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Slow Computer


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#1 wwejosh

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Posted 10 January 2007 - 08:27 PM

Hi.
Yesterday I recently had my computer upgraded from 256mb ram to 512mb ram. I had the upgrade due to the family computer, I use being very slow very. It has been slow now for about 2-3months. The upgrade in ram has made the computer a bit quicker, but still very slow. We have a 18.6gb hard disc with 3.6gb remaining space. But about a month ago I got an extra hard disk/volume put in. I got an extra volume put in (149gb) so I could transfer my current c: drive to this volume, which would make the new volume the new c:. But I haven't got around to this yet because I don't know how to do it, I thought in the transfer it would make the computer quicker. But the hardisk is irrelevant at the moment, that can be dealt with after the current issue is solved. I do suspect one of the things that might be contributing to the slowness is the startups and processes running on the computer. (I do know about the startup list on Bc, but am unsure how to correctly do it)

What is is cleaning up my computer from its current state. I know there is a BC slow computer checklist but that is a little bit over my head. Although I have scanned with my av scanner (eTrust), spybot s& d, ad-aware, avg anti-spyware and spyware doctor, these picking up nothing apart from a couple of trace cookies. I also have a firewall, spywareblaster and windows defender to prevent infections.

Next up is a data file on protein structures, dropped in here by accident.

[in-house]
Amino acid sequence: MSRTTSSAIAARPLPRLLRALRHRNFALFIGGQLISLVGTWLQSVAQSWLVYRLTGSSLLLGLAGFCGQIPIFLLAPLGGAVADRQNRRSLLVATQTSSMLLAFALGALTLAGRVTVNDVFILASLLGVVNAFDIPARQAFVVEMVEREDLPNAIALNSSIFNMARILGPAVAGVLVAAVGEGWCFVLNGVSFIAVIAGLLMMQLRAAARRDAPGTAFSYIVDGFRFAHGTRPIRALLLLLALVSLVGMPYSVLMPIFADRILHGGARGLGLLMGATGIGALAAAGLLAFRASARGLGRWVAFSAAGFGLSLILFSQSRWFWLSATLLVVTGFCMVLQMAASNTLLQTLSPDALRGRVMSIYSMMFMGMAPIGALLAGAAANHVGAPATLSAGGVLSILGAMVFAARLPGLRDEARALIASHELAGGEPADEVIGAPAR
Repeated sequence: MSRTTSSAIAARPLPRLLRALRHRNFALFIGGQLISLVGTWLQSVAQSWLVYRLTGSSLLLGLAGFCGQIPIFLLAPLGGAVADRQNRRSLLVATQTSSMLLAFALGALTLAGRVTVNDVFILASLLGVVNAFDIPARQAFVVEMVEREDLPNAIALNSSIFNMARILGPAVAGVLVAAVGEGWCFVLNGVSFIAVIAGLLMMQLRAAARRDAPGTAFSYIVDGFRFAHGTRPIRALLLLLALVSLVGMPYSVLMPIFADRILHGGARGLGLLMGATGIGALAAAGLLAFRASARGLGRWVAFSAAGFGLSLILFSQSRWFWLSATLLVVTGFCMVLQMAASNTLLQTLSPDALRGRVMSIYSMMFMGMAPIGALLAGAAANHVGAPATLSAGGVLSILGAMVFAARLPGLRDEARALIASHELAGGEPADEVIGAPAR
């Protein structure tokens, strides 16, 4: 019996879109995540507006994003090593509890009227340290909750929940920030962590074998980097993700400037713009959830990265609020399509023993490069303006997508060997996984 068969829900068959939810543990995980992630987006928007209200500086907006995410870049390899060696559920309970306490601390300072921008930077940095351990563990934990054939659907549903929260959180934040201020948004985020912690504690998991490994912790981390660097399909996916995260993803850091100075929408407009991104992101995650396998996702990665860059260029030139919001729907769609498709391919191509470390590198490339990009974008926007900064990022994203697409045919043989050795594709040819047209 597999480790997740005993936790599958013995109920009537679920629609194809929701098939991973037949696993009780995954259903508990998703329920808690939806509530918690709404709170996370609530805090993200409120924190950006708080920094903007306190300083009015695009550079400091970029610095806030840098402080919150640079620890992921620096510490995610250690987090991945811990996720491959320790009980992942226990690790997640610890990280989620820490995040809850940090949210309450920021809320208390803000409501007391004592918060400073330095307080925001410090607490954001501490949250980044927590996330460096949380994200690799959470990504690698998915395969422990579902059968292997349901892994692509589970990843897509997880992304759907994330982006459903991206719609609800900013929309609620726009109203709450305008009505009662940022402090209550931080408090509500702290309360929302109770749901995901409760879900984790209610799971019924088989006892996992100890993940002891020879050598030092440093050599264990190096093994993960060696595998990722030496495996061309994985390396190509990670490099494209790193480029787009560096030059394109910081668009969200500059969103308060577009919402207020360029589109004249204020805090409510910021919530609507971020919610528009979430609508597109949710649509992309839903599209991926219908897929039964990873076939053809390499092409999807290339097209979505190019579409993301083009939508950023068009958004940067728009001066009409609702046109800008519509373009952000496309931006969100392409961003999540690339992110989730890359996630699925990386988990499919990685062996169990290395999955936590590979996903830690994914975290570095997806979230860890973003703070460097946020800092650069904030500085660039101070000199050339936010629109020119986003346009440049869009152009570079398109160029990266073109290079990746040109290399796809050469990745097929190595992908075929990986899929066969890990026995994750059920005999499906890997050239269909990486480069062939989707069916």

What I'm saying Is can someone (experienced in doing this before) guide me through everything that can be done to make my computer quicker.

Thank you, help greatly appreciated.

Edited by wwejosh, 10 January 2007 - 08:31 PM.


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#2 fozzie

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Posted 11 January 2007 - 05:48 AM

OK as far as security you are pretty well set up. You might want to do one final check before going further which is Microsoft online checkwhich takes "some "time but gives you a pretty good idea about any issues.

The next step would be to see whether there any memory issues at hand. Go to this page and take the long test and if your memory is ok.

Next step would be what is running when your computer is on. Try to make screenshots or a listing of what you see after you have done CTRL ALT DEL
in terms of processes running.

After that a listing of your installed programmes would be interesting to see to find out whether there are any conflicts or rogue programmes running.

Edited by fozzie, 11 January 2007 - 05:49 AM.


#3 quietman7

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Posted 11 January 2007 - 09:11 AM

The steps jgweed talks about in the Slow Computer Checklist should be part of yor regular maintenance and need to be done. The first three steps relating to anti-virus and anti-malware tools are self-explanatory.

For the others, there are numerous tutorials which you can read and learn how to do them. Learning is part of protecting yourself. If you don't understand something, then you can always ask but you need to at least try. I have posted some more detailed information on these steps with links to tutorials and related information.